London, U.K. --- (METERING.COM) --- August 5, 2009 - As the British government’s three month consultation period on proposals for introducing smart metering to homes across the nation concludes, a new survey has found that less than one-third of energy consumers have heard of the plans.
The survey of 2,014 adults in England for the Energy Retail Association (ERA) by Populus found that 62 percent of the respondents said they had not seen or heard about government plans for energy companies to introduce smart meters into U.K. households. In addition 32 percent said they had not heard of smart meters at all, while 36 percent said they had heard of smart meters but weren’t sure what they are, and only 32 percent said they had heard of smart meters and know what they are.
Nevertheless 90 percent of the respondents said they had taken steps to save energy over the past year. The vast majority, 94 percent had turned off unused appliances and lights and 86 percent had switched to energy saving light bulbs, while 34 percent had bought more energy efficient household items and 30 percent had installed extra loft or wall insulation or double glazing.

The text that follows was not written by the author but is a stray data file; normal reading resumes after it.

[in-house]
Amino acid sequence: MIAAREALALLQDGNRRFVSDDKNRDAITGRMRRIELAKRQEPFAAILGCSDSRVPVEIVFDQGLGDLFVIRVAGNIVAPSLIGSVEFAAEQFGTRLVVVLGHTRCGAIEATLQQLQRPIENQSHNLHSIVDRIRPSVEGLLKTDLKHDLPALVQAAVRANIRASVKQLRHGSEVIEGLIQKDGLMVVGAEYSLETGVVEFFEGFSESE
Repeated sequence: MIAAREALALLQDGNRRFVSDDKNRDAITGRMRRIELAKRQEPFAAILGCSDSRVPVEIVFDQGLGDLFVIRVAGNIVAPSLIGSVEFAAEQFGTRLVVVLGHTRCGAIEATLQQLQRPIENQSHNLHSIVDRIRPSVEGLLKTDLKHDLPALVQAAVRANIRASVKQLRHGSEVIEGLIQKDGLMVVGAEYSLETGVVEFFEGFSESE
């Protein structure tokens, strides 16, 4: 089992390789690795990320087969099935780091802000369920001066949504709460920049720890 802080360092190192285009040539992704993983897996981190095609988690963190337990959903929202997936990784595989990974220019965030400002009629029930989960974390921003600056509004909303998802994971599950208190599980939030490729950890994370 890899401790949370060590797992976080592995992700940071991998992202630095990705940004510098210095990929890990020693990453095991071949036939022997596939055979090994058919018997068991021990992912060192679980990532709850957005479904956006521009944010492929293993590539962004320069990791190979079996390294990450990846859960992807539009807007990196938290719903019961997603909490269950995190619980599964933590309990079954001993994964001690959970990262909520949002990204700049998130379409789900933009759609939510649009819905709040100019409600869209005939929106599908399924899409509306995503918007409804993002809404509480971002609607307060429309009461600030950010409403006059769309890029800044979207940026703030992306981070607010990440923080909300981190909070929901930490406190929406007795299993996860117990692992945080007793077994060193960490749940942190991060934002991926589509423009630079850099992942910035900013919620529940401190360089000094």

The majority (80 percent and more) also thought that all of these measures would be effective in helping them save energy, while just under half thought smart meters would be effective in increasing energy efficiency in the home.
Commenting on the results, Garry Felgate, chief executive of the ERA, said they present the government and the regulator Ofgem with a major challenge for educating households about the rollout of smart meters and the advantages that smart meters will herald.
“It is worrying that our research reveals that two-thirds of people are unsure of what smart meters are,” said Felgate, adding that time is of the essence. “The longer we wait for a response from government, the longer will be the delay before smart meters can be installed and customers can start saving money on their bills. It’s time to get the ball rolling.”